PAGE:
At least, it was. My 104-year-old host-grandmother, Hajuramma, was simply having trouble remembering my name; "Steve" was a name she'd never heard before. So one night after dinner, my host-father made a proposal that would help Hajuramma remember my name: I would receive a Nepalese name. The idea was an intriguing one—it would not only help Hajuramma, it could've also meant the death of eSteef, Stiff, and Stevens Lams, in one fell swoop. Other Volunteers had received Nepali names and it seemed to help them feel more integrated into their communities and host-families. And so I agreed. I would let my family think about it overnight, and in the morning at breakfast they would crown me with a Nepalese name. I was quite excited!

In the morning, I walked upstairs for breakfast. I was as eager to know my new name as my host father was to give it to me. "Your Nepalese name will be ... HARE KRISHNA!!!" The room erupted in smiles and laughter. Hare Krishna? Were they joking? I was immediately reminded of my eighth-grade class trip to Washington, D.C., where orange robed men with shaved heads danced in circles on the Mall, chanting "Hare Hare Hare Kriiiiishna, Hare Hare Hare Kriiiiishna!" I was too stunned to protest. Besides, I didn't want to hurt their feelings. So, I simply became Hare Krishna.

My new name caught on quickly. Before I knew it, Hare Krishna became the most popular man in the village. Unlike Steve, who was mainly popular with kids, Hare Krishna seems to appeal to a wider demographic. Old men like to chat with Hare Krishna about this year's rice crop. Middle-aged women seem to appreciate Hare Krishna's approachability and now seem less reserved to invite me in for tea and snacks, something Steve had lacked with that difficult-to-pronounce English name. But, by far, Hare Krishna's greatest appeal is with the under-30, unmarried male crowd, who have welcomed Hare Krishna into their circle of friends like one of their own.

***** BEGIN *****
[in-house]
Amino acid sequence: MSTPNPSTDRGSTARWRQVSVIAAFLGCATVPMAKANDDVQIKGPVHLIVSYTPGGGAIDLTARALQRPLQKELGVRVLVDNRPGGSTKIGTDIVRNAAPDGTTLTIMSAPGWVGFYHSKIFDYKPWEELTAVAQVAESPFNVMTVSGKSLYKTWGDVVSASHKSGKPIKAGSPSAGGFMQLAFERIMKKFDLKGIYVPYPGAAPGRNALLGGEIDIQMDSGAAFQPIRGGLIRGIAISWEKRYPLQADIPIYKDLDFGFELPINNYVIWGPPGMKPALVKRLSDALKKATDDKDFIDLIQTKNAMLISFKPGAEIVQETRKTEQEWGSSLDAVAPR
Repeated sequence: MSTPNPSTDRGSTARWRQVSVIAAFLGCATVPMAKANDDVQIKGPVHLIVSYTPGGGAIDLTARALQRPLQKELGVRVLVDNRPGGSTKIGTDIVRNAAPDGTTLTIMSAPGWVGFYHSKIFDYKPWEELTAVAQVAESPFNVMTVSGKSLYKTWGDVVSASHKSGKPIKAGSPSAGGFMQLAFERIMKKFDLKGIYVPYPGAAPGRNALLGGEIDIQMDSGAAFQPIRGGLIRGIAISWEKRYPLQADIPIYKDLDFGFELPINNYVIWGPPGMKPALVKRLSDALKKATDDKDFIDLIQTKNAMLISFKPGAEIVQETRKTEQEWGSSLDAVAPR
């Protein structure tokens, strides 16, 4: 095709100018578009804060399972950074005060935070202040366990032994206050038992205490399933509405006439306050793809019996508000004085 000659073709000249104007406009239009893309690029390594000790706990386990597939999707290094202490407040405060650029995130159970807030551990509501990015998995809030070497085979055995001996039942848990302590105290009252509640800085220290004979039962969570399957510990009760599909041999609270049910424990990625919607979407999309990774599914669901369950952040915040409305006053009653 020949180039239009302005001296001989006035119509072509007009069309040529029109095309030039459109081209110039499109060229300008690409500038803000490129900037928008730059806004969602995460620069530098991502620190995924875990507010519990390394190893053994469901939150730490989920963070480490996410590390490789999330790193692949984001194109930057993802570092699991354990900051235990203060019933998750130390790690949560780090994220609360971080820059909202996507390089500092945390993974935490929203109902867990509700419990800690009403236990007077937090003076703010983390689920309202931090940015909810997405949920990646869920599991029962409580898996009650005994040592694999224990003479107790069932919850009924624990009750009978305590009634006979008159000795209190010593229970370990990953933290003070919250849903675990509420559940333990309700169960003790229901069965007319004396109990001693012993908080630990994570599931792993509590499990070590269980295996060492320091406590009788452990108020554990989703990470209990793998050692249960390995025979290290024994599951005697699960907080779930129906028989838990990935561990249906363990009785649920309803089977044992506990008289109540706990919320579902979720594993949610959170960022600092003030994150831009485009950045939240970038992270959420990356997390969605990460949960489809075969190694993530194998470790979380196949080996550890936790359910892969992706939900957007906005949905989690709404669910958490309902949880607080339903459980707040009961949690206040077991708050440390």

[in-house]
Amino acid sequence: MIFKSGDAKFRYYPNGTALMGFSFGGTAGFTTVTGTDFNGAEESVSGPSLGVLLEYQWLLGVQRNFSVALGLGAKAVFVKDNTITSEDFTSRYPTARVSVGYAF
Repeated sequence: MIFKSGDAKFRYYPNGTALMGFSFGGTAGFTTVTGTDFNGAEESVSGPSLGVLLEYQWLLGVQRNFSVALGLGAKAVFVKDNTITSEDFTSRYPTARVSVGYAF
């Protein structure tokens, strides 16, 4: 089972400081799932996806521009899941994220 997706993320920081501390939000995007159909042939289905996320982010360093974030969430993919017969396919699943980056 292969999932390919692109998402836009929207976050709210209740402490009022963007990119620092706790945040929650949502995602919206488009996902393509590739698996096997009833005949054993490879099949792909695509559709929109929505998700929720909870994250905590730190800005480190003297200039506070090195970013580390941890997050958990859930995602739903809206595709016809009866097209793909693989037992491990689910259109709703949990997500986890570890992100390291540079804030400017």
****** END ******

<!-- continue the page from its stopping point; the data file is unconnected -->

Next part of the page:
Aside from the popularity, there are other benefits afforded to Hare Krishna that Steve never had. One day after school, I walked down to a carpenter's shop to pick up a desk I was having made. The shop was about an hour's walk from my village, and I didn't feel like hauling the desk all the way home on my back. Just then it started to rain and I was about ready to give up on bringing the desk home when a small bus jam-packed with people came puttering around the corner. From afar I saw the driver stick his head out the window and he called out, "OH-HO! HARE KRISHNA!!!" The bus came to a screeching halt next to the carpenter's shop; the Hare Krishna express had arrived. There was literally no room on the bus, but the driver and the bus assistant quickly shuffled enough bodies up to the roof to make room for me and my desk. As I stepped aboard, I sensed that the commotion of hushed voices centered on me: "Who is this Hare Krishna? Do you know Hare Krishna? Oh yeah, Hare Krishna's a teacher at ..."

Best of all, everyone from 3-year-olds to 103-year-olds can recognize, pronounce, and spell my new name. The name has staying power. Even I'm using it. Last week I dropped off a roll of film at a photo shop in Kathmandu, and when the store clerk asked for my name for the pick-up voucher, I didn't even hesitate: "Hare Krishna," I said, "Hare Hare Hare Krishna." 

About the Author

Steve Iams

As a Peace Corps Volunteer, Steve Iams' assignment was to work with the Nepalese government schools as an English language teacher trainer. He taught English to grades 4–8 in a small village near Kathmandu, the capital city of Nepal.